As reflected in Commission President-elect Ursula von der Leyen’s priority to make ‘Europe fit for the Digital Age’, Europe is on the cusp of digital transformation truly taking off. This is amongst others illustrated by the explosion we will see in the number of connected devices and IP traffic growth. By 2022 more than half of 5.1 billion connected devices in Europe will be from IoT and total IP traffic will be equivalent to every film ever made crossing European networks every six minutes.

Members of European Parliament and the incoming Commission have a unique opportunity and responsibility to enable this digital transformation so that in five years we can say digitisation has delivered for Europe. That Europe’s economy and industry is at the leading edge of innovation and globally competitive. That all European citizens have access to ubiquitous high capacity broadband and have trust in the security and privacy of their online engagements. That our cities are greener, our transport smarter and our healthcare closer even when it is remote.

Cisco believes there are four key areas where further action is needed to get us there and that is why today we’ve also published our digital priorities for Europe which you can read here.

First, a renewed focus on the single market. In order for business to grow and invest, we need rules that are harmonised, follow a ‘comply once’ principle and that distinguishes between the business and consumer markets (B2B and B2C). We will continue to have a scale-up problem as long as start-ups and entrepreneurs have to hire as many lawyers as engineers to navigate 28 versions of EU law and additional national requirements.

Second, we need ubiquitous secure high capacity networks that enable trusted communications. Important progress has been made in the previous term with the adoption of the European Electronic Communications Code (EECC), the General Data Protection Regulation (GDPR) and the Network and Information Security Directive (NIS). Further work on all these issues will be needed in the next term, both in terms of implementation and new initiatives to complement these already agreed measures.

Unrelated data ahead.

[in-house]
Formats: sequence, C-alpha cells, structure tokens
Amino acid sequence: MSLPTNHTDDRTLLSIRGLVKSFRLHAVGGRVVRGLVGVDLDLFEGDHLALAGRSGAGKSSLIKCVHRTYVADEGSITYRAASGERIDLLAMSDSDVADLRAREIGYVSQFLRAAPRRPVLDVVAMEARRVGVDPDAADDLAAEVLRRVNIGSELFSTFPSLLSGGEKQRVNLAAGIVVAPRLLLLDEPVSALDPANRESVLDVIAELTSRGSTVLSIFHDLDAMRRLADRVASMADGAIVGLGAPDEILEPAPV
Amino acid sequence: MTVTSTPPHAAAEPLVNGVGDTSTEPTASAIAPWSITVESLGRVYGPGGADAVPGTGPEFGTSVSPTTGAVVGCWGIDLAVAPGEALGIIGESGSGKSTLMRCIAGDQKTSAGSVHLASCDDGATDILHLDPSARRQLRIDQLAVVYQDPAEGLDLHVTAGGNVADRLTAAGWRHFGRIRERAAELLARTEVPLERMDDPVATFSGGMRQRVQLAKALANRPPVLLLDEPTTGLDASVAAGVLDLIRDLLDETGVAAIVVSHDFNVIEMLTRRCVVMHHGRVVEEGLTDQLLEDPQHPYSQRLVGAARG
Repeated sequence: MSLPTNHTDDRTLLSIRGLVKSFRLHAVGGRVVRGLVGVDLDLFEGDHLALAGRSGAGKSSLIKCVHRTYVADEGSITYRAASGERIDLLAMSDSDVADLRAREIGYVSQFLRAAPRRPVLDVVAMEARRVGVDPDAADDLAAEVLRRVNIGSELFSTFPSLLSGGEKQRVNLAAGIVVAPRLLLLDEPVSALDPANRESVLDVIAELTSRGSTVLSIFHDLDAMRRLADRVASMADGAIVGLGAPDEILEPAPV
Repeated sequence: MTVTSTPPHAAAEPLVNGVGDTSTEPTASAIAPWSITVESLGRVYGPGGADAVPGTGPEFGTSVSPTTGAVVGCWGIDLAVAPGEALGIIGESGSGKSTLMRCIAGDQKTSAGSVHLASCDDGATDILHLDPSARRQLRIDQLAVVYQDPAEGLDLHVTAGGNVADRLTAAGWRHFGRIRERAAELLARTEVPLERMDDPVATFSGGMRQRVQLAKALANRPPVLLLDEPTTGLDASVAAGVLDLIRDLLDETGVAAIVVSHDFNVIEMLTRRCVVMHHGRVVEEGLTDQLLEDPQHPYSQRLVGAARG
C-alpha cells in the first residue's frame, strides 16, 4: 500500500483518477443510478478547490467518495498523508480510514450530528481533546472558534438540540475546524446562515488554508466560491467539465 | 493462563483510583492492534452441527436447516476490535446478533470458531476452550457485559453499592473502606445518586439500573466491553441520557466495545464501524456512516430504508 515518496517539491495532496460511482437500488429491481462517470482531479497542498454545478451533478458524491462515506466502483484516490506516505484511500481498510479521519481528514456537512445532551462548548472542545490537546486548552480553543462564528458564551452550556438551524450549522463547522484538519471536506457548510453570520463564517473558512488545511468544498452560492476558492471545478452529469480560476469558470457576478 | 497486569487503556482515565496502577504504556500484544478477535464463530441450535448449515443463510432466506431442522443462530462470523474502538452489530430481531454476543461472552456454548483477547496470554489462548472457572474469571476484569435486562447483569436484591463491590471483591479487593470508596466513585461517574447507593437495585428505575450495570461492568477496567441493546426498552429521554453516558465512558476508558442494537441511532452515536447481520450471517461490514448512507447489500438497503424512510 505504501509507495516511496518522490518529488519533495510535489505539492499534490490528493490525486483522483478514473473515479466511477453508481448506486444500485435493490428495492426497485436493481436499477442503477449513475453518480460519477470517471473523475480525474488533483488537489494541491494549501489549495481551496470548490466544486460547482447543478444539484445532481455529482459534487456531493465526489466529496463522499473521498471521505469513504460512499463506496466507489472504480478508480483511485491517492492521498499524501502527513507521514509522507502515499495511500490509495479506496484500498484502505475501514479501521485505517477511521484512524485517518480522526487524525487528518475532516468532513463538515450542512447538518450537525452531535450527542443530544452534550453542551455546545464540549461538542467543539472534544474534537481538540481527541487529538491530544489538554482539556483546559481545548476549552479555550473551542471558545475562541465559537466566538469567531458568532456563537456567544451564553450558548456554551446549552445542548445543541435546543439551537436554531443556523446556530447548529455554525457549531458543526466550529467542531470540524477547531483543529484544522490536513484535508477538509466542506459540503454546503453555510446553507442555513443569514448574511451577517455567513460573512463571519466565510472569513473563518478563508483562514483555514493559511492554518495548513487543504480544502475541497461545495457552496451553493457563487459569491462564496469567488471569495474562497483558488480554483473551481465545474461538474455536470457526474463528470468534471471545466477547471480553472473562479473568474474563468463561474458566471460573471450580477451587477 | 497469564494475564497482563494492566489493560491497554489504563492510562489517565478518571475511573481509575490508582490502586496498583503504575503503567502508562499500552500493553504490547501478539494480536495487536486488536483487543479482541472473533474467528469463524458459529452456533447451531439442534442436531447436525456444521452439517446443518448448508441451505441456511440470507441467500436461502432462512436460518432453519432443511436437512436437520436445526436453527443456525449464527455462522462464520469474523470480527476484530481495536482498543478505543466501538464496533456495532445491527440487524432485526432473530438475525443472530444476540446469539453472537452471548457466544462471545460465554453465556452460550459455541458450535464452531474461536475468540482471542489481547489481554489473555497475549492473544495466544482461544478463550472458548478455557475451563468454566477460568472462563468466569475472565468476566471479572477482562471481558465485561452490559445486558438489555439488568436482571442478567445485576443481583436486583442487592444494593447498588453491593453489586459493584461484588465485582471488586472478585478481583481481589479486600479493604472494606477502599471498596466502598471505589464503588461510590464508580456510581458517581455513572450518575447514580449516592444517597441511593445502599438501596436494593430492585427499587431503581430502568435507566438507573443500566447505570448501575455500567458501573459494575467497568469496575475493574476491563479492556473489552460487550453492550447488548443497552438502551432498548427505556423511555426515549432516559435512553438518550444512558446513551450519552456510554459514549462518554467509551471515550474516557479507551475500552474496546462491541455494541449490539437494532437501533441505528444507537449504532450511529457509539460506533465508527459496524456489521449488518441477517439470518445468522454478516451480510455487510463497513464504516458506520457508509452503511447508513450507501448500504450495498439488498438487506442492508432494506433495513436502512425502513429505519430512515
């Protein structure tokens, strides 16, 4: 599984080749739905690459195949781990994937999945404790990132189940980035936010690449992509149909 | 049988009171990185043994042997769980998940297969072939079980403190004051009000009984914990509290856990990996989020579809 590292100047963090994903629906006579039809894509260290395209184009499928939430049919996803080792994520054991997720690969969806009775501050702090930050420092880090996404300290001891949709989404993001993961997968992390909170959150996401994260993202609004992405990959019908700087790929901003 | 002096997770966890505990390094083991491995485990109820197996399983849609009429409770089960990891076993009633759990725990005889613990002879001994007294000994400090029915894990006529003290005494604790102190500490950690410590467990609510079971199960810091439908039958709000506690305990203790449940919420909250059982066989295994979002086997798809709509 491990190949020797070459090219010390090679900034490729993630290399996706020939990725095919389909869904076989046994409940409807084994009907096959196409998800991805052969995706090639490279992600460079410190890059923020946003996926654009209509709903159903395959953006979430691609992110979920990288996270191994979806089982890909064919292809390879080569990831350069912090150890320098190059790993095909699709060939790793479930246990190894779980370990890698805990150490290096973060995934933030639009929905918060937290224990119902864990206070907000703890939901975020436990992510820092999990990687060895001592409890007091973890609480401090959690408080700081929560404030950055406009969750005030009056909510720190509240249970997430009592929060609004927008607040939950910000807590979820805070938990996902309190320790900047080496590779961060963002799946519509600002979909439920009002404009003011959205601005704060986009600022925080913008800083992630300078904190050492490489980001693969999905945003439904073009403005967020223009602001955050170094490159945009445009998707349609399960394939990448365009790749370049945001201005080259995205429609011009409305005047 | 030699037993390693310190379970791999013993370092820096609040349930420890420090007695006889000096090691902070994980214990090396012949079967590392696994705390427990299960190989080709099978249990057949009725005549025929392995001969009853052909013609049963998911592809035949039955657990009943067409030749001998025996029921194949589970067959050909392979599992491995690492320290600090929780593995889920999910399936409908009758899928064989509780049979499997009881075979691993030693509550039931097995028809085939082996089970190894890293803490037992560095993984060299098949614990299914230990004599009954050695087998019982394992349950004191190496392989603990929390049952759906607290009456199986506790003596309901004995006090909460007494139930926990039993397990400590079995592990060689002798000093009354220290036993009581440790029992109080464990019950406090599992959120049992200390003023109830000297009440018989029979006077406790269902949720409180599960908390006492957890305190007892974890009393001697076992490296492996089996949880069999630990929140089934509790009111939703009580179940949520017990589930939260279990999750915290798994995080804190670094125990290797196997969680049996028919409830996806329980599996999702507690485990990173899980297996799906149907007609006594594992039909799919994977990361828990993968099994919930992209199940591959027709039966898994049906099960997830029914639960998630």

Third, we need to drive innovation in the public sector as well as in the private sector and that we have rules in place that enable European companies to compete globally. Public procurement needs to be applied in a manner that focusses on innovation and quality and we need new global rules for digital trade that address new market barriers and distorting trade practices.

Fourth, we need to make sure the digitisationhappens in an ethical, inclusive and sustainable manner. Cisco is already investing heavily in the circular economy, in digital skills through our Networking Academies, in increasing the share of women in the technology sector and in implementing AI in an ethical manner.

Cisco looks forward to working with the next European Parliament and Commission on delivering a digital transformation that creates societal value and economic growth for Europe’s citizens.

You can read Cisco’s digital priorities, here.


Cate Nymann

Public Policy Manager

Government Affairs - Belgium